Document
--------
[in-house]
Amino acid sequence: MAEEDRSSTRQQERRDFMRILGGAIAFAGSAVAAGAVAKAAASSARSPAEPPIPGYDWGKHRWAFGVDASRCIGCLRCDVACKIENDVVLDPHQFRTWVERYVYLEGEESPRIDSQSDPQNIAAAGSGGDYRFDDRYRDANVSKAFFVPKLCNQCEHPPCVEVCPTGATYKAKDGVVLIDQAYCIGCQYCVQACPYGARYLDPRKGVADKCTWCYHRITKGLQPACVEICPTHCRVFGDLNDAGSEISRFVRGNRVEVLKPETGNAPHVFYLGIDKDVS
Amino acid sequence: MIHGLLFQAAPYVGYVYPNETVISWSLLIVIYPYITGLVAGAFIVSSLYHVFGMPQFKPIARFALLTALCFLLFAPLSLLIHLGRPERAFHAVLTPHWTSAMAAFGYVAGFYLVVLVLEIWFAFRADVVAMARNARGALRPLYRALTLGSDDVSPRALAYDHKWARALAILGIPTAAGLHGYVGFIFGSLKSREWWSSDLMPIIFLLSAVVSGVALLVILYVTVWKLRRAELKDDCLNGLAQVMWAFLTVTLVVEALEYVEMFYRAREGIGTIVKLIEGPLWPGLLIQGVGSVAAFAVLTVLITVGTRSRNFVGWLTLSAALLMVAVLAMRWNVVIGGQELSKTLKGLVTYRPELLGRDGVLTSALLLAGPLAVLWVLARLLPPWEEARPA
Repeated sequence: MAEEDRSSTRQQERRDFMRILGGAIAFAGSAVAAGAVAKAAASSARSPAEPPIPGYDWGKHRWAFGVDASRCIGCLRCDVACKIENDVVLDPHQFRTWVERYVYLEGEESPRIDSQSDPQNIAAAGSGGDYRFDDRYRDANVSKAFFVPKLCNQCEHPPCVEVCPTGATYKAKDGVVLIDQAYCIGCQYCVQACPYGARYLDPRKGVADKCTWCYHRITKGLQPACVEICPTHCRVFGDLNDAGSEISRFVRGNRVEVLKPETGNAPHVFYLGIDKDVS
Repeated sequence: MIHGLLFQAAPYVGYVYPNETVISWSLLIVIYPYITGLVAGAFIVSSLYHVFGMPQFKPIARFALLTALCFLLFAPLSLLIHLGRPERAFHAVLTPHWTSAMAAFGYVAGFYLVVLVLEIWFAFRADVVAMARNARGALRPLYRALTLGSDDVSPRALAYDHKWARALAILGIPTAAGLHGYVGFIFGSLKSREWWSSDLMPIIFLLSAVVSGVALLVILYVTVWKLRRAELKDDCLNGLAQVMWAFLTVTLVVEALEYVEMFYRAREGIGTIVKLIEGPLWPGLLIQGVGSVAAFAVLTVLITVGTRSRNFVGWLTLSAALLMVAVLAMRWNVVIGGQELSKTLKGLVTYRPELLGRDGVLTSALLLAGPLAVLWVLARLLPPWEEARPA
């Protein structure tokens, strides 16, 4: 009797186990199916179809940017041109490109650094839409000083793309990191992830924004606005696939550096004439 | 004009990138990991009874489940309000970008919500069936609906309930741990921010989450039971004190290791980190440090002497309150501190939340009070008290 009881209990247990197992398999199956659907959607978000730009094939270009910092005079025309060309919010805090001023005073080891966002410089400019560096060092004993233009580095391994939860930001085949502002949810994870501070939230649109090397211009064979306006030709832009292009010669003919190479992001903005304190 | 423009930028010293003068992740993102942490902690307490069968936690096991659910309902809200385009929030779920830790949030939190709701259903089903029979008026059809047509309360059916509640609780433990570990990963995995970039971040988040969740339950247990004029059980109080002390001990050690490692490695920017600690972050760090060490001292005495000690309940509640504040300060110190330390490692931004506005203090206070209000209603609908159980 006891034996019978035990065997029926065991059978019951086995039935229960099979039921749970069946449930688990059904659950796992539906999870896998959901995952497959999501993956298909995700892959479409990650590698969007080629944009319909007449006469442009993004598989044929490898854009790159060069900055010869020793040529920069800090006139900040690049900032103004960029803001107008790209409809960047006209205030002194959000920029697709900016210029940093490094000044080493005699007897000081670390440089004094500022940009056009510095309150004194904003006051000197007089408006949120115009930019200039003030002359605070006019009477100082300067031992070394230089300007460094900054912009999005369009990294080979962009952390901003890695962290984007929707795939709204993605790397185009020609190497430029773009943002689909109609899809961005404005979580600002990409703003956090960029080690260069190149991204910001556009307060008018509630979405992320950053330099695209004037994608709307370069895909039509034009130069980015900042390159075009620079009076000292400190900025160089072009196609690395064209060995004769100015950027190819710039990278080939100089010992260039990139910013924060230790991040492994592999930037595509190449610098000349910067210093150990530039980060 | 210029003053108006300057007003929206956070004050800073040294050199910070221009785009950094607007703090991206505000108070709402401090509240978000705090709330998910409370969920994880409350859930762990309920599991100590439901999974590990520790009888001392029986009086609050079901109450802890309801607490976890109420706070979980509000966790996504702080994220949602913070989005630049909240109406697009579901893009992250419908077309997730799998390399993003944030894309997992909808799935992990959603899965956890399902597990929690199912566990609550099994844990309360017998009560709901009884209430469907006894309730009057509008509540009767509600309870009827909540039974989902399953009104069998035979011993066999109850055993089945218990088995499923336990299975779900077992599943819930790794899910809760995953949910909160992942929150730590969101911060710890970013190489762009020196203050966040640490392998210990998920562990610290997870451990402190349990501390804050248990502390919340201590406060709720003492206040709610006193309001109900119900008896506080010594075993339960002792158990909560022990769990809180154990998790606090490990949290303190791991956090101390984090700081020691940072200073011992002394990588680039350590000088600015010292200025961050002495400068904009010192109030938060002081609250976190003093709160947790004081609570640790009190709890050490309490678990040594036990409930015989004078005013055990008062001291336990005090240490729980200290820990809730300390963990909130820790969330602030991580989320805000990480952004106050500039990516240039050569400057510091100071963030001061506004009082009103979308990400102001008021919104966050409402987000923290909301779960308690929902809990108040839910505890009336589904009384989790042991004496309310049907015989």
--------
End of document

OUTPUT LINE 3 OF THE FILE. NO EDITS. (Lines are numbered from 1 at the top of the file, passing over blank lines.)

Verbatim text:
Amino acid sequence: MIHGLLFQAAPYVGYVYPNETVISWSLLIVIYPYITGLVAGAFIVSSLYHVFGMPQFKPIARFALLTALCFLLFAPLSLLIHLGRPERAFHAVLTPHWTSAMAAFGYVAGFYLVVLVLEIWFAFRADVVAMARNARGALRPLYRALTLGSDDVSPRALAYDHKWARALAILGIPTAAGLHGYVGFIFGSLKSREWWSSDLMPIIFLLSAVVSGVALLVILYVTVWKLRRAELKDDCLNGLAQVMWAFLTVTLVVEALEYVEMFYRAREGIGTIVKLIEGPLWPGLLIQGVGSVAAFAVLTVLITVGTRSRNFVGWLTLSAALLMVAVLAMRWNVVIGGQELSKTLKGLVTYRPELLGRDGVLTSALLLAGPLAVLWVLARLLPPWEEARPA